updated 11:50 am EST, Mon December 24, 2007
Windows Antivirus Failure
The third-party antivirus software for Windows PCs is buckling under the load of advanced security threats, German computer magazine c't reports in its latest issue. A comparison of 17 different antivirus tools show that while a few programs are adept at picking up known trojans viruses, such as AVG and BitDefender, most have seen a degraded ability to recognize malware that does not fit existing patterns. With the exceptions of F-Secure and NOD32, most halved their detection rates of unknown from 40-50 percent in January to just 20-30 percent. This places most Windows PCs at risk of catching a 'wild' virus before the antivirus software firms have a chance to update their signatures to recognize it, c't warns.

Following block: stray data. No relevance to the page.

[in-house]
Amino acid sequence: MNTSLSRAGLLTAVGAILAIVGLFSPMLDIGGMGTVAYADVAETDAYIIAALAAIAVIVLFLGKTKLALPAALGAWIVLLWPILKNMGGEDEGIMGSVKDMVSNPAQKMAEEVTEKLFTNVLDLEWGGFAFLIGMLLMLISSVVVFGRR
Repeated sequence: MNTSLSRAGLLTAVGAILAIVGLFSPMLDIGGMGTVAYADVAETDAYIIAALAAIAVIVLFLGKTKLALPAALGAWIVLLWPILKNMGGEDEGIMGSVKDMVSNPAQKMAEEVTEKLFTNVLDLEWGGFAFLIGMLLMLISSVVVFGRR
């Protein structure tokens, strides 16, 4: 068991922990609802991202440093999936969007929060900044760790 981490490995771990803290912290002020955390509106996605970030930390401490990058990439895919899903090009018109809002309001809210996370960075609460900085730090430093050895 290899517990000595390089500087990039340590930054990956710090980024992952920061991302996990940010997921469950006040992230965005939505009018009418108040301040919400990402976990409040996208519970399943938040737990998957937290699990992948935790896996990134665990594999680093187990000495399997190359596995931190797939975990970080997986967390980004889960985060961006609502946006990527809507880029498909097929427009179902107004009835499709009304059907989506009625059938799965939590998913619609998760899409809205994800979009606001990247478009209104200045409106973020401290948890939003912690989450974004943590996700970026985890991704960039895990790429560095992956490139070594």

These failures are largely attributed to the increasing complexity of the malicious code itself. An increasing number of virus threats are designed to recognize and bypass the most common security programs, rendering behavior-based and traditional detection methods obsolete.
The software is also placing an increasing burden on the host computers, the magazine adds. The operating system's performance is more likely to drop while the antivirus utility runs in the background, while false alarms have increased and led people to believe useful files were viruses. In a separate incident, Kaspersky has accidentally flagged Windows' shell program Explorer as a virus and threatened to quarantine the code. [via Heise UK]